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Critical Reasoning: Strengthening on GMAT





Here is a set of free short videos for stepwise preparation of Critical Reasoning: Strengthening on GMAT. For a more detailed treatment of the topic, you may want to opt for our GMAT online course or our GMAT test series of 15 mock tests.


How to Attempt Critical Reasoning- The "Missing-link" Approach



Many previous GMAT aspirants have reported that critical reasoning is an especially complex portion of the exam. The key to overcoming this complexity and tackling these questions is to approach them in a systematic manner. It is especially important to handle critical reasoning questions, systematically, as a failure to do so will not only lead to a lower score, in this section, but also take up much of your valuable time. Here, we will cover the best approach for you to take on the GMAT critical reasoning questions.

The Missing Link Approach


At Experts’ Global, we call this strategy the missing link approach. To understand this highly organized approach, you must begin by understanding the the nature of the GMAT critical reasoning passages. Each passage will include a "premise" and a "conclusion"; however, the “conclusion” will not logically follow the “premise”. They key to solving these questions is to identify the gap between the "premise" and "conclusion", which we call the “missing link”.

Although, you should note that there is no need for you to fill in the missing link. You only need to identify it, so that you can use it to identify the correct answer choice. Please go through the step-by-step guide, provided below, to understand this approach.

1. Read the question, before reading the passage. Doing so will allow you to understand exactly what type of question it is, strengthening, weakening, etc., and approach the passage, accordingly.

2. Read the passage very carefully and make a mind-map rather than taking note, to save time.

3. Identify the missing link by seeing where the gap in the passage's reasoning is. The missing link is whatever information is needed to connect the premise of the passage to its conclusion that is not provided.

4. Have an idea of what you are going to search for in the answer choices. This step is quite important.

5. Finally, use the "grid" to eliminate four answer choices. Remember, it is not about finding the one correct answer choice; it's about finding the best among the five answer choices. When you eliminate four answer choices, the one that is left is the correct answer choice.


Characteristics of a Strengthening Statement



Here, we will cover the characteristics of a strengthening statement, in the context of GMAT critical reasoning. This is a vital topic to master, if you are to tackle the GMAT critical reasoning questions. Identifying and working on the missing link is at the core of solving these questions and the strengthening statement is one of the primary factors that affects a missing link.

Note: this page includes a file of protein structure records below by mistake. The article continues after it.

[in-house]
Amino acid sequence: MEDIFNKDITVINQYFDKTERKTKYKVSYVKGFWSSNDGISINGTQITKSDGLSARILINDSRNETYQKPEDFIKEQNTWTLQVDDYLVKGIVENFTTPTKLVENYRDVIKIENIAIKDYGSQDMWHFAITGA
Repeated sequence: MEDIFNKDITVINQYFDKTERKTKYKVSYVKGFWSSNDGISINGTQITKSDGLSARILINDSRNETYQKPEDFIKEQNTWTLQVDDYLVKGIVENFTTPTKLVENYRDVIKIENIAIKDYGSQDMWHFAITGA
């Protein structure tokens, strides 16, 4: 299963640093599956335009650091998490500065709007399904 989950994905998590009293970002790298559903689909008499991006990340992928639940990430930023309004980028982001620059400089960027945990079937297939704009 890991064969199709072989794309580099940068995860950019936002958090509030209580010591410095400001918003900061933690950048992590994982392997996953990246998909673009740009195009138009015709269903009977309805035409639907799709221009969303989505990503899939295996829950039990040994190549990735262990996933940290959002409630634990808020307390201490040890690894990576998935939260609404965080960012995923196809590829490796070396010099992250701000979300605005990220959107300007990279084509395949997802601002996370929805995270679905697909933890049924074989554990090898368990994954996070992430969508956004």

The Strengthening Statement


Every assumption made in support of an argument represents an inherent weakness in it. A strengthening statement should address this weakness by either eliminating it or or providing additional information that supports the conclusion. Through the following live examples, we will cover this concept, in detail.

Example 1 - Which of the following statements, if true, would most significantly strengthen the statement?
The GDP of Xitora has grown by 15% during the tenure of the current political party. Hence the political party has done a good job and deserves a second term.

The missing link in this passage is the link between the 15% GDP growth and the performance of the political party, and the conclusion is that the party has done a good job and should stay in power.

Now, please consider this answer choice:

- GDP growth is an important factor in deciding the performance of a political party.

This answer choice states that GDP is important in determining how well or poor a political party performed. In doing so, it fills the missing link between GDP growth and the performance of the party. Thus, this answer choice is a fine strengthening statement because it addresses an inherent weakness in the argument, the relevance of GDP growth to the party’s performance and suitability for staying in power.

Now, let us take up another example, using the same passage and missing link:

Example 2 - GDP growth is the most important factor in determining the performance of a political party.
Just like example 1, example 2 fills the missing link between the premise that the GDP has grown and the conclusion that this growth proves that the political party has done a good job and deserves a second term.